Finally! The temperature here in southwestern Wisconsin rose up into the 50s! It was a wonderful day to enjoy being outside, so we helped Graham, a neighboring shepherd, and his wife, Margaret, who also operate a B&B on their lovely farm, to vaccinate their pregnant ewes. They raise Scottish Blackface sheep, as well as a Suffolk cross (can’t recall exactly what they’re crossed with) variety. These are good sized sheep, and feisty as all get out when they’re being wrangled and flipped onto their bums so they’ll stay still for the vaccination. That plus the pregnancy weight, and it was quite a workout for Bryan and Graham! I wish I could have taken pictures of the process, but my camera battery died the minute I turned it on, so I left it home to recharge.
Once we returned to Farm on the Hill, our 9-month-old Cockapoo puppy, Zoe, got introduced to a smell she will come to know very well once Bryan’s sheep join us in September! She couldn’t get enough of Bryan’s sweatshirt with its lanolin smell, plus the other “natural” smells one picks up when one vaccinates around 60 sheep!
My job was the easiest, by far ... Bryan and Graham wrangled and flipped the ewes, Margaret gave the injection, and I colored the newly vaccinated ewe's head with purple chalk so we'd know which ones were done. My barn coat absorbed a bit of that chalk as the ewes jostled and crowded around in the pen! Zoe enjoyed sniffing these new farm smells, so much!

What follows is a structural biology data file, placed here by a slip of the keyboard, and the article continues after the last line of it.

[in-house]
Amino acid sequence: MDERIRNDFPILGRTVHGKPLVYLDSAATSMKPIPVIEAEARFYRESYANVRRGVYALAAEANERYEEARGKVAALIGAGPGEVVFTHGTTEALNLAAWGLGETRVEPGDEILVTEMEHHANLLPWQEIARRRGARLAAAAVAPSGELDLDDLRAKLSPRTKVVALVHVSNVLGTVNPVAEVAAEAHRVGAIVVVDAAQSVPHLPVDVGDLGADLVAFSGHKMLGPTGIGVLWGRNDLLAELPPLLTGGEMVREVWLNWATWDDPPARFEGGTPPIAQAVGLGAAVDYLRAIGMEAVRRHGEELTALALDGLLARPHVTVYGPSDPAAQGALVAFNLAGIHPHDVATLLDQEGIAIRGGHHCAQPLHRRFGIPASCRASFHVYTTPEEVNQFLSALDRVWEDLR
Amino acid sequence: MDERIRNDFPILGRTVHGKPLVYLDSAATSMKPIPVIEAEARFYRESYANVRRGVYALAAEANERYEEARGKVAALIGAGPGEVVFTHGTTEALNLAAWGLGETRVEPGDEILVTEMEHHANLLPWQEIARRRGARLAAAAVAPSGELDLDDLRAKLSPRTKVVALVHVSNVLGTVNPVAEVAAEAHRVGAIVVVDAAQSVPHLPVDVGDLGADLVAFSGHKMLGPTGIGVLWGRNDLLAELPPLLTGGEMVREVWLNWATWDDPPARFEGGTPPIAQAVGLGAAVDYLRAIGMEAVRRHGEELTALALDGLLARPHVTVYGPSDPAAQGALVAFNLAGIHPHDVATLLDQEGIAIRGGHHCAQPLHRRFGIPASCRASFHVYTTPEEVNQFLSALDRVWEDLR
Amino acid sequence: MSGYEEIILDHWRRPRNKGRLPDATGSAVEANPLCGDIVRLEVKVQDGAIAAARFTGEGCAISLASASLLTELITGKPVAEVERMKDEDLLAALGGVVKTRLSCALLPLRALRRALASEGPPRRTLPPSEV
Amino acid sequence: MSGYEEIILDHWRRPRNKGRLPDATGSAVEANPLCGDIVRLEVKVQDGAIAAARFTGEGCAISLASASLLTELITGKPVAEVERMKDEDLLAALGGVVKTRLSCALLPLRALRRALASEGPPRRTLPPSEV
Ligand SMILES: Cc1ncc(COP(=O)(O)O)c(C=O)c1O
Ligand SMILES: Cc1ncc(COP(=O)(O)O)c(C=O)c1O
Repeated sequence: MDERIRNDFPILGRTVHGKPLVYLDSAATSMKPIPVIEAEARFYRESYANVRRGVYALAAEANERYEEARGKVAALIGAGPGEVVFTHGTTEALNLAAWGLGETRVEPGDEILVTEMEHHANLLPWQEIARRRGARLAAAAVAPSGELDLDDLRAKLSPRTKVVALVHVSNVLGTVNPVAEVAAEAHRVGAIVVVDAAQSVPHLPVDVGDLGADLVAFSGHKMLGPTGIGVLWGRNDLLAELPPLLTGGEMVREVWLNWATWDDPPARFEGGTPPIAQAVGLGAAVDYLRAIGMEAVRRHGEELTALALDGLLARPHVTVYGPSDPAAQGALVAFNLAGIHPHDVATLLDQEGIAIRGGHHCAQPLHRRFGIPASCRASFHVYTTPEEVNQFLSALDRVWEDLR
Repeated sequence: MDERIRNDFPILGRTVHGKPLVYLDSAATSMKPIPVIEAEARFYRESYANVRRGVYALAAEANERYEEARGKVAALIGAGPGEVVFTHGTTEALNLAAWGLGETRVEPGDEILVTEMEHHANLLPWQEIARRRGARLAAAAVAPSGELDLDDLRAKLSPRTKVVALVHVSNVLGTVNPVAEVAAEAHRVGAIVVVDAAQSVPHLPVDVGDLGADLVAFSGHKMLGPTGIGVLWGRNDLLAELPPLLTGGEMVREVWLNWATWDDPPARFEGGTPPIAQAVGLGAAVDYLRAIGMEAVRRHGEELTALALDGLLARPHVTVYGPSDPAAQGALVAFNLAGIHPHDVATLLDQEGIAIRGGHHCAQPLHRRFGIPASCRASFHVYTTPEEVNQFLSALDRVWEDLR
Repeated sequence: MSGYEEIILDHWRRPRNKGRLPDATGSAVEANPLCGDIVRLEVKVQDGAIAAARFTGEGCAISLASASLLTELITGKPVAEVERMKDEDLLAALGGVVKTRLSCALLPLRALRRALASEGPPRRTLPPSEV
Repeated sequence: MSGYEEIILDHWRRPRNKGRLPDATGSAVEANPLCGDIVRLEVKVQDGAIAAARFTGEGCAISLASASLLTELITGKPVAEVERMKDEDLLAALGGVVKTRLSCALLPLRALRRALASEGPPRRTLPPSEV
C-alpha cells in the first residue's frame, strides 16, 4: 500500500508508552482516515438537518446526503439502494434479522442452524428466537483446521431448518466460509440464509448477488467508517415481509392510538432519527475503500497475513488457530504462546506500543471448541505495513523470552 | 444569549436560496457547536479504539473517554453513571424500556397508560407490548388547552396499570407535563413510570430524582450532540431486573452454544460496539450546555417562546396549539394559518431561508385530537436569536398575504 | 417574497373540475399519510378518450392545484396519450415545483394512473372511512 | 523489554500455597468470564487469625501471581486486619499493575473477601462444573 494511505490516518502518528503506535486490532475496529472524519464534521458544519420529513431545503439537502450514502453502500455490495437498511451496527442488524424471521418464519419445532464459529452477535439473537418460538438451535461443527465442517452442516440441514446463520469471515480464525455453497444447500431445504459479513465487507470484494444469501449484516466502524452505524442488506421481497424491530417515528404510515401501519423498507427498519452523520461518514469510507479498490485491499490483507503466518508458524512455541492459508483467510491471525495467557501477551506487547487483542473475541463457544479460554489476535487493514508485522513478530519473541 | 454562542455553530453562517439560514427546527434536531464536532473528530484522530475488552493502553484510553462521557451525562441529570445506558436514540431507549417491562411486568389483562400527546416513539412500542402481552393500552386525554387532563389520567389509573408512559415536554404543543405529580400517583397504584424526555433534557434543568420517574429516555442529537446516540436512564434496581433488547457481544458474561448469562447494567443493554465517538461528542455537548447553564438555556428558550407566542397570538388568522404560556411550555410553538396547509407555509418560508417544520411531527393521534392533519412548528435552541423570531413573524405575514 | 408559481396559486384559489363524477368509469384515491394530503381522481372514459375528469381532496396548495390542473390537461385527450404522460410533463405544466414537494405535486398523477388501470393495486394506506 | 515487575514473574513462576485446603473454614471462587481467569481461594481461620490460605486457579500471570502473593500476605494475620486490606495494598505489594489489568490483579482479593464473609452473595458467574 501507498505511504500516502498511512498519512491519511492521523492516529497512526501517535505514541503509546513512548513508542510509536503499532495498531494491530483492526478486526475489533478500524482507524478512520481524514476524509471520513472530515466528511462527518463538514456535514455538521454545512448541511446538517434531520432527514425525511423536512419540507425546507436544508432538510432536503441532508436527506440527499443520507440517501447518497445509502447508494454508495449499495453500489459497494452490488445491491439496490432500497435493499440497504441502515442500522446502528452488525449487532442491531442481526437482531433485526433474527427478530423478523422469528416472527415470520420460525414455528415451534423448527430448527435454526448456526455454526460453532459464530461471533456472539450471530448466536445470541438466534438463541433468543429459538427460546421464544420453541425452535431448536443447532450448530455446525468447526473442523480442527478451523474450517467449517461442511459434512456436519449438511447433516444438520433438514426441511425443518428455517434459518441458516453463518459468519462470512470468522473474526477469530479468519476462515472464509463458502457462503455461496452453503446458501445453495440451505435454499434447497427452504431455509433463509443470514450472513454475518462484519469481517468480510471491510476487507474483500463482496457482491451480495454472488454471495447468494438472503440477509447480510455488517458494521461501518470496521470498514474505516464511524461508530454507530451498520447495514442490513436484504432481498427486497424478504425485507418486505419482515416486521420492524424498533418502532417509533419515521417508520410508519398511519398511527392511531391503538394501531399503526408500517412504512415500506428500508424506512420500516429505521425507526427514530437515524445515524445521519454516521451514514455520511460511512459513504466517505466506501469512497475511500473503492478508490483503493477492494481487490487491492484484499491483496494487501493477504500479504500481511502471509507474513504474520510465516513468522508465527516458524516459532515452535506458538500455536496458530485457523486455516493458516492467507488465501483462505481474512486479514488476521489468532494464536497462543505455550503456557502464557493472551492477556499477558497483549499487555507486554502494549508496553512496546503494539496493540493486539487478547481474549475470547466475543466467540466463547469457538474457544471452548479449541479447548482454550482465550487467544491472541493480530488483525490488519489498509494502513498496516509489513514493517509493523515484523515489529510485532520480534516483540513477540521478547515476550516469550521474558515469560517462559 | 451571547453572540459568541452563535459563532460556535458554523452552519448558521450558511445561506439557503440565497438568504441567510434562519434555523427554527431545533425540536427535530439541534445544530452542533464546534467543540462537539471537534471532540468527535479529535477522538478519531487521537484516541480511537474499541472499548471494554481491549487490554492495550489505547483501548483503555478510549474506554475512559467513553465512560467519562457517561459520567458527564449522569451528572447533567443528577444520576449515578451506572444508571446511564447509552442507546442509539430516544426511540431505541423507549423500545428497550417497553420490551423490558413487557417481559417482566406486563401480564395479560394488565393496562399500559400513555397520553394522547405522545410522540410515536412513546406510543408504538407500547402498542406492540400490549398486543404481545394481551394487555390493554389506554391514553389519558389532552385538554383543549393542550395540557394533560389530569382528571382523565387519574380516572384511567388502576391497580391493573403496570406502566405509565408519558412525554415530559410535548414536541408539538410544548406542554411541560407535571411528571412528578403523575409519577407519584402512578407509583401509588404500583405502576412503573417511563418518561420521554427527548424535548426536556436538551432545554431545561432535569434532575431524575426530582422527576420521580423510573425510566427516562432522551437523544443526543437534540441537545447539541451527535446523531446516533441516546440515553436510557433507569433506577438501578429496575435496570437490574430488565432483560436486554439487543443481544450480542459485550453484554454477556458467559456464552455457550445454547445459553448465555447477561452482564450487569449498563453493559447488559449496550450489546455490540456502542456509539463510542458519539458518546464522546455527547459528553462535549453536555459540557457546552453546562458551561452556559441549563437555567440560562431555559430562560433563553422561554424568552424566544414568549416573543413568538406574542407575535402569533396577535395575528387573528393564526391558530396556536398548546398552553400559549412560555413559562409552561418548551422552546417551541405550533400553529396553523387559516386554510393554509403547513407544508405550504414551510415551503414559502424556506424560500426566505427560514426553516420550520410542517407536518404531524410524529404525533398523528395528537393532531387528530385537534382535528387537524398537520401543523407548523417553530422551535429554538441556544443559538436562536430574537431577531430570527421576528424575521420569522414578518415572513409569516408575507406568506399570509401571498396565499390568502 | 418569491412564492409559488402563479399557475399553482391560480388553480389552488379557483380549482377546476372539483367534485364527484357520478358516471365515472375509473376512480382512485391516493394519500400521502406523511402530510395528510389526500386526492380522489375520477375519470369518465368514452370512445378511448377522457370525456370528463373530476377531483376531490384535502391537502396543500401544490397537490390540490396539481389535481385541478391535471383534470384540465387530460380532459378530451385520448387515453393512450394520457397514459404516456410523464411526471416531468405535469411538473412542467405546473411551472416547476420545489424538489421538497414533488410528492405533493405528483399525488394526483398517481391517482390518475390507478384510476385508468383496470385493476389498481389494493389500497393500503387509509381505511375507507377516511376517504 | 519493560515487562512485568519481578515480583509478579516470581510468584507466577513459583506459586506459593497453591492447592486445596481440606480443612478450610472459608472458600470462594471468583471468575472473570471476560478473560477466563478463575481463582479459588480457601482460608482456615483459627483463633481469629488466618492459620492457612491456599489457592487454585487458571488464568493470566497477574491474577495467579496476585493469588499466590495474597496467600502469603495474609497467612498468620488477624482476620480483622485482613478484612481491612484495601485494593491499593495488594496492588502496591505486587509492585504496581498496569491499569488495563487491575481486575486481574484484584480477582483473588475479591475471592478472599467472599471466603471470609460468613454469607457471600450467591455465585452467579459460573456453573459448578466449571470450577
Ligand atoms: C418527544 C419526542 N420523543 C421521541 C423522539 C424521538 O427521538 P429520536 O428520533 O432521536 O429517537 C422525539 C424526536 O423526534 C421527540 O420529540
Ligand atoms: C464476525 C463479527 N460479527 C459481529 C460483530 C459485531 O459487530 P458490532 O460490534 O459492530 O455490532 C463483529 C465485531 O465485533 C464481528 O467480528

Margaret served us a lovely lunch of sandwiches, fruit salad and tea, and then she “paid” us for our help in the best way I could have asked for … she offered us a dozen fresh eggs from their flock of layers! I’ve been wishing for some fresh eggs for the last week, so it was wonderful to receive these. They also loaned us a couple of books that they felt would be the most beneficial for Bryan at this point in time, and talked with us for over an hour about sheep and shepherding.
We don’t know for sure, but I would guess Graham and Margaret are somewhere near 70 years of age, and they’ve been working with sheep for many decades. They will be a fantastic resource for Bryan as he goes through his first year with sheep on his farm. We are so grateful to have met them, and for this new friendship!
I love our rural community here, and I love the way neighbors work together to accomplish tasks that would just be overwhelming if they had to be done alone. I look forward to being able to thank someone who helps us out with a job by giving them a delicious, pastured chicken from our freezer, or some lamb chops, or a dozen eggs. I’ve read heartwarming stories of times gone by where the doctor’s services would be paid for with chickens, or where the dentist’s payment would be covered with a season’s worth of free haircuts, or some other service. What a shame that doesn’t happen more often today. Everyone has something of value that they can offer to the community around them. Especially in these unsure economic times, I think all of us should be thinking outside of the financial box when it comes to helping a neighbor. Money isn’t the only thing in this world that should be viewed as valuable! There's little else more valuable than one generation sharing its hard-won wisdom with the next, up-and-coming generation. Except fresh-gathered eggs, of course.